If I recall correctly (it's been a while), this is true, for example, of E. M. Delafield's Faster, Faster, in which the main character pushes herself beyond her limits because (the novel seems to be saying) of her over-inflated and rather self-righteous sense of her own importance. That "type" even becomes a sort of stock character in humorous fiction of the time—the tireless campaigner determined to save the world but boring everyone around her senseless with her pontifications and, usually, her socially inept personality and self-absorption. When they're taken at all seriously, they're most often dismissed as trying to be like men, or having lost touch with the real meaning of life, or else as frumpy women destined for spinsterhood, rather than as women who are ambitious and talented and capable. And these are just the women writers—it's hardly necessary to note that male authors were very often even more critical and mocking of career women.

Alas, all of this is often enough still true today…

So I found this career focus in The Scholarship Girl at Cambridge to be an irresistible change of pace. And to some extent the same focus is at the heart of Sister Anne Resigns, published six years after Scholarship Girl, and of Doctor's Children, published more than two decades after that.

As you might expect from the titles, Sister Anne Resigns deals with a young nurse, while Doctor's Children traces the experiences of a middle-aged doctor and her family. As Elder (whose real name was Olive Potter) was herself a practicing doctor at a time when relatively few women occupied such a role, the details of both characters' professional lives are fascinating and clearly drawn vividly from real life.

I found both novels to be compulsively readable, but I particularly recommend Sister Anne Resigns for those interested in the medical angle. Specifically, its strength is its portrayal of the various kinds of women who become nursing sisters, and the effects that a gruelling, rigidly disciplined profession can have on them. Some are kind, some are cruel, some are practically demented with the petty powers they wield, and some are merely absorbed by their work at the expense of social interaction. All of them are interesting, though, and they ring so true that they must have been based on Elder's own experiences. And when, for example, I was reading about Anne trying desperately to save three children, each near death from different ailments and all arriving in the ward in a matter of hours, it would have been hard for anything short of a major earthquake to distract my attention (a minor one would surely have been a mere annoyance).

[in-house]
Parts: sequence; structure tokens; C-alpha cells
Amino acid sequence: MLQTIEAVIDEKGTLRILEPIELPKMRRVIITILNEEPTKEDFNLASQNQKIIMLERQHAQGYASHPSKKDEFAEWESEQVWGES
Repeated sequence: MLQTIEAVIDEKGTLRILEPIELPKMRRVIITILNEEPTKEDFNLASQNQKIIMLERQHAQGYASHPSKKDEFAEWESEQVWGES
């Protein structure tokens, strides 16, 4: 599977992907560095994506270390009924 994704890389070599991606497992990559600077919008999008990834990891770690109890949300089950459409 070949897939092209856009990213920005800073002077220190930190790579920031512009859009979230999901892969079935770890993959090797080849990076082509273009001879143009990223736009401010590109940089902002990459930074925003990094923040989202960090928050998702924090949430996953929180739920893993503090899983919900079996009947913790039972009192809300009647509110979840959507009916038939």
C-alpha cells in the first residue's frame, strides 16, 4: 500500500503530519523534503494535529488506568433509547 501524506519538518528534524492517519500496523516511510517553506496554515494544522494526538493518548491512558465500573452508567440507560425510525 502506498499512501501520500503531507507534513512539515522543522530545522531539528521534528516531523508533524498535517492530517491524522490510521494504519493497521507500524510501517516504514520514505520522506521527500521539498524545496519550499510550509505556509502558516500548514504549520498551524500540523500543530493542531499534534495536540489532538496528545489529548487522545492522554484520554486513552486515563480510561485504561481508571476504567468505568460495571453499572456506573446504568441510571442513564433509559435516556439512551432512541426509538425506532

Doctor's Children, on the other hand, focuses on a heroine who takes up her largely abandoned medical career again when her husband abandons her and their children. It's a bit more concerned with family life and with the difficulties of the children and a bit less concerned with Barbara's work life. But what there is of her career is particularly interesting because she reactivates her career as a doctor just as the National Health Service is being implemented. Elder offers insight into the impacts of the NHS on various of the medical professionals in the novel, and the discussions about it (largely negative) are quite interesting. I found the sections focused on Barbara's children to be less entertaining, but even there, her son's involvement with an early version of a street gang offers some insight into the delinquency that became a major social concern after World War II.

I should certainly mention that in both of these novels Elder reveals some degree of anti-Semitism—both in stereotypical portrayals of Jewish characters and in her characters' condescending or contemptuous reactions to them. It's rather odd and puzzling, since, for example, in Sister Anne Resigns, Anne becomes friends with one Jewish character (who doesn't fit her stereotypical ideas) even while being scornful of some of the Jewish women she treats in the course of her work (who apparently do fit her stereotypes). This is not any kind of dominant or prevalent theme in either novel, and there is less of it in Doctor's Children than in the earlier work, but it's something you should be aware of before reading the novels. It rather took me by surprise, since Elder is in so many ways so ahead of her time and is generally such a sensitive author, but obviously racism (as well as other –isms) has been a blind spot for many writers.

Blurb from back cover of Doctor's Children